I won't go into deepest information about Video format, i suggest to read the excellent article of Chris Pirazzi Programmer's Guide to Video Systems. But take time to have a coffee before !!
In short for having a full quality video recording for a DVD PAL you will need to capture your video in 788x576 format (4:3 Square-Pixel) ; notice correct ratio should be 576x4/3 = 768; rescale it to 720x576 (4:3 Non-Square-Pixel) during the last MPEG2 coding of your DVD. However after all of this you will only see 702x576 pixels on your TV Screen. 788/768/720/702 : What for this hell ?
What size is a television picture ?
There are 576 active lines in a television picture (625 lines system). A 4:3 image would therefore be: 576 x 4/3 = 768 pixels wide.
However this assumes the pixels are square - but television pixels are not square (due, in part to the allocated bandwidth and Kell factors etc. ). They have an aspect ratio of approximately 1:1.094. A 4:3 television picture would therefore be: 768/1.094 = 702 non-square pixels wide
In the days of analogue television, the active part of a television line occupied approx 52 µs. When they came to digitize television, a sampling frequency of 13.5 MHz was the agreed compromise. If you multiply 52 µs x 13,5 MHz you get 702 samples per scan line. So a 4:3 television image is 702 pixels wide by 576 high.
The digital TV standard (originally known as REC 601) allocated 720 pixels per total line length. Digital pictures are effectively wider than analogue pictures by 18 pixels but the 4:3 image sits inside the 720 by 576 area. The additional 18 pixels are required for digital processing and it would be perfectly acceptable to leave them black - but if the image is shrunk via a digital DVE (Digital Video Effects), two 9 pixel wide black stripes will be seen at the sides.
These 18 pixels are of course not square, converting them to square pixels gives:
18 x 1.094 = 20 square pixels.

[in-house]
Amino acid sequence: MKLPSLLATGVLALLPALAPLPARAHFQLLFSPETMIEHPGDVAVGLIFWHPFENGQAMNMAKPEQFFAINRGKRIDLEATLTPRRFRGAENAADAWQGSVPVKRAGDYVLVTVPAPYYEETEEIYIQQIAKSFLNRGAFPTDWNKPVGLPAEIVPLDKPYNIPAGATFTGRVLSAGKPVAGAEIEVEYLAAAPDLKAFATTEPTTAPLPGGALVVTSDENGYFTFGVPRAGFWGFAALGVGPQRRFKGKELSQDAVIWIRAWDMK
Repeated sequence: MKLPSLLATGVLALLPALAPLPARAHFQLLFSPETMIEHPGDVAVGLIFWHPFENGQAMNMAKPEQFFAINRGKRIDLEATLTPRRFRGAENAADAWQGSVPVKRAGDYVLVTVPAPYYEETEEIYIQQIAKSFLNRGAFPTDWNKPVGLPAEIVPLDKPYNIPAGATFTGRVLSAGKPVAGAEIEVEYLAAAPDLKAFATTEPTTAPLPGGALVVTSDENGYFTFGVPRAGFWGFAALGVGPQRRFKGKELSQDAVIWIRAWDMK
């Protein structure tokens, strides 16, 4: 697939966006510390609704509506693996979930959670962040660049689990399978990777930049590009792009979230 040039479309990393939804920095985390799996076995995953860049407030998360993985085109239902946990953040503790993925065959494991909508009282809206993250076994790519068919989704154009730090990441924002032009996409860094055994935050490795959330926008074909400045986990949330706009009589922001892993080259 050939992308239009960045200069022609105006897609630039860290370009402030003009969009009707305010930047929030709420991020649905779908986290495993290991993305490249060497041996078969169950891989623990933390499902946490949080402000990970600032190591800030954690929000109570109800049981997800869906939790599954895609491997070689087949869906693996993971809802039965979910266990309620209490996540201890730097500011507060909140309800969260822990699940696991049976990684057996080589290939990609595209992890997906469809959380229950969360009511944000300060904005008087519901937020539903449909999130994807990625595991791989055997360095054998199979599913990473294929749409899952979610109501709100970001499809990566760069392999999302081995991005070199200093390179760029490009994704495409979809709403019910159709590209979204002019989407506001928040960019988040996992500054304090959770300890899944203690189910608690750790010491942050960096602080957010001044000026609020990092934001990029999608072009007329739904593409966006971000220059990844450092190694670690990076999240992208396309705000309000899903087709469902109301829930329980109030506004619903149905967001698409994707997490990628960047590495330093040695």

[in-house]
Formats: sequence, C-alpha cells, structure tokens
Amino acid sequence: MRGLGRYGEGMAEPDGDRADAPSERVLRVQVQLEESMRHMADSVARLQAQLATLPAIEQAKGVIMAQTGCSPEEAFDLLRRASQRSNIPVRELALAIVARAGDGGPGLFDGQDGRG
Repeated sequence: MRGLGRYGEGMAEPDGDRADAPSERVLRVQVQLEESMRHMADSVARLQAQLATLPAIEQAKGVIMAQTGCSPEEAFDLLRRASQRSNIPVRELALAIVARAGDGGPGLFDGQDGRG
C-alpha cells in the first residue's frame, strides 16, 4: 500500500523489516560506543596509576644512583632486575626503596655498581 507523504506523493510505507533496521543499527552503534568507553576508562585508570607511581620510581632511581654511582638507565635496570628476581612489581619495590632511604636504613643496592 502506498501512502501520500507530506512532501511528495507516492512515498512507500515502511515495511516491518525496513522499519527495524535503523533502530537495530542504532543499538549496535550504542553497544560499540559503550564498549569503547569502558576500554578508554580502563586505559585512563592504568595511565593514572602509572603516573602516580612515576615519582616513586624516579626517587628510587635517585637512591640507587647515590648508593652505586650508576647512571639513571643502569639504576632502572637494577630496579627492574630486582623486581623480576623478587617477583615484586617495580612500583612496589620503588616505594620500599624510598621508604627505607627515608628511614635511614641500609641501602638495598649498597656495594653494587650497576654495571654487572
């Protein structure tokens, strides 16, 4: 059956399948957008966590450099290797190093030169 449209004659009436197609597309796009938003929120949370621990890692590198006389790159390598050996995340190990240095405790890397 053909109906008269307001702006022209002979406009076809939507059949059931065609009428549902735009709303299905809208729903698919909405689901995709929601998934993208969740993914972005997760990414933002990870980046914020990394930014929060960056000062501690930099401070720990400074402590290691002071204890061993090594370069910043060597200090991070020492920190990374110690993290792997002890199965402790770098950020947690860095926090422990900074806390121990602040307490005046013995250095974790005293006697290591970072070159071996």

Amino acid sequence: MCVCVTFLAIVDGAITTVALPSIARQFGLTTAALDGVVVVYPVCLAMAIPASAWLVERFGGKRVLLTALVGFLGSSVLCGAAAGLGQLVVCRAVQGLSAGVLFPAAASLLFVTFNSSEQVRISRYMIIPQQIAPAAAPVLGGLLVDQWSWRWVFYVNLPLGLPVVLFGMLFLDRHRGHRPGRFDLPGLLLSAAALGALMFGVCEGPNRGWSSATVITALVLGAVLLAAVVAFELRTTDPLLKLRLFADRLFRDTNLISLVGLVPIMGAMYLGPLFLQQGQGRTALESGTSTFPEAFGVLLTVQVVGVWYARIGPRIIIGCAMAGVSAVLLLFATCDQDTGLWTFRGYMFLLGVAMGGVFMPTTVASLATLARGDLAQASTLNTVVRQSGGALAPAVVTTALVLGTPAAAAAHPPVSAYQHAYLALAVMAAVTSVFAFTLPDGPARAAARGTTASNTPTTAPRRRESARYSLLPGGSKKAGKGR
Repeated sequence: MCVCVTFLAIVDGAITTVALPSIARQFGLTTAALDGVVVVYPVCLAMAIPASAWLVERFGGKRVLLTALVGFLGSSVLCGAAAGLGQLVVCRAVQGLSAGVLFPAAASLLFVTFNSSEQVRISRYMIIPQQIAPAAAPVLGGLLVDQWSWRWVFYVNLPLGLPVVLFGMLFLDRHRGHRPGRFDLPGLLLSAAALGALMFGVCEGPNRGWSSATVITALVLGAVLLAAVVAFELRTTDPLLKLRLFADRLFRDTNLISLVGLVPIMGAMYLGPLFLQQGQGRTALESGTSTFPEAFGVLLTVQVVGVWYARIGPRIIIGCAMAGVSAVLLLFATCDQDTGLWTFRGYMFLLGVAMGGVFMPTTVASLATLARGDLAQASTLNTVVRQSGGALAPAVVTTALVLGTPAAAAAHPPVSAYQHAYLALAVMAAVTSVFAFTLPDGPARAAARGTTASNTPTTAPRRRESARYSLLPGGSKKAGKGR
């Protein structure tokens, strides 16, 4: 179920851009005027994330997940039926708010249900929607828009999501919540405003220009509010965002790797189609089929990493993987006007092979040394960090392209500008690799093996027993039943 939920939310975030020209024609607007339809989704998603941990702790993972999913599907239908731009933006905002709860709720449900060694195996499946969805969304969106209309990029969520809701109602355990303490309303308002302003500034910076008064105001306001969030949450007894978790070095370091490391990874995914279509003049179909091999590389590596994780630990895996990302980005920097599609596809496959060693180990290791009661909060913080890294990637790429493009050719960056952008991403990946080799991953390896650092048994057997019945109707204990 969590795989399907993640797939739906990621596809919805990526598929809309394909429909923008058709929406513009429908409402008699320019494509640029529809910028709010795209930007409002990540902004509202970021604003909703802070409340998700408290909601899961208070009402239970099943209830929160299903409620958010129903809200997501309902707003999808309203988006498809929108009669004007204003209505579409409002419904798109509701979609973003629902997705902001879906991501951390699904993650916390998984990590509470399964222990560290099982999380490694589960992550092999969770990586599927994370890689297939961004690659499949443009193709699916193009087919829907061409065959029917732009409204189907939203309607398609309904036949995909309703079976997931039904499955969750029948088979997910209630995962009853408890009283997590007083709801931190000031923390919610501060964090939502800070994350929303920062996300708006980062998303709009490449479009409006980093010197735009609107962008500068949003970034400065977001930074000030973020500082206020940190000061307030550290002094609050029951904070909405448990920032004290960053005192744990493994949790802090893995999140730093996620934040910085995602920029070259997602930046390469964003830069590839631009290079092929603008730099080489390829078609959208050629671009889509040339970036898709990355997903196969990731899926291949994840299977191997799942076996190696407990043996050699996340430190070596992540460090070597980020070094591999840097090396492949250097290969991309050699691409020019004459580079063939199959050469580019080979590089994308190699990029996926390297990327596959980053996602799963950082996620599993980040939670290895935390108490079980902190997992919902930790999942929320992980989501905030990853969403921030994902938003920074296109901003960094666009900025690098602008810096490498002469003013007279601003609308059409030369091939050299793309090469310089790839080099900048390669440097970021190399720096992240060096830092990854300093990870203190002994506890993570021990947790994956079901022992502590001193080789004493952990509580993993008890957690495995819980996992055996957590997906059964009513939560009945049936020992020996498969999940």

When making a 4:3 graphic on a square pixel device for conversion to a 720x576 (non square pixel) video image, the width of the 768x576 (square pixel) image must then be increased to:
768 + 20 = 788 square pixels.
Thus correct size of video capturing for a DVD PAL purpose is thus 788x576.
For having a precise capture of your Second Life session you will need to resize very precisely your Second Life viewer. Sizer tool of Brian Apps is the perfect tool to use.
If you size your Seconf Life Viewer to DVD PAL Capture Video Size 788x576, you will capture entire windows (Windows Frame, SL Menu and SL Toolbar). You may have situation you wanted to remove part of those elements from your capture (or not). You can also hide UI using Alt-F1 short keys of the viewer. To simplify everything custom arrangement of Windows UI have effect on Windows Frame Width & Height, Title Height of Non Client area.
Without any customization of Windows Default parameters, your SL Viewer will use the following dimensions:
- Windows Frame Width 4 px
- Windows Frame Height 4 px
- Windows Title Height 30 px
- SL Menu Height (18 px) + Shadow (5px) 23px
- SL Toolbar Height 29 px
- SL Audio Video Toolbar Height 24 px
Depending of your Video Capture needs (and for having a perfect capture windows of 788x576) you will have to resize your SL Viewer Windows with dimensions (Height & Width) specified bellow:
1 - Capturing All Interface 788x576
2 - Capturing SL Viewer MTAV (Menu + Toolbar + Audio Video Toolbar) without Windows UI 796x610. This scenario can be also used to capture 3D only when using [Ctrl] [Alt] [F1] Shortcut (Hide SL User Interface).
3 - Capturing SL Viewer TAV (Toolbar + Audio Video) without Windows UI 796x633
4 - Capturing SL Viewer AV (Audio Video) without Windows UI 796x662
5 - Capturing SL Viewer 3D without Windows UI 796x686
* Or 3D with Ctrl-Alt F1 shorcut
We will use later the Offset values into parameters of capturing video software.
End of Video Tutorial Part 1 - Next part to come How to capture with Virtual DUB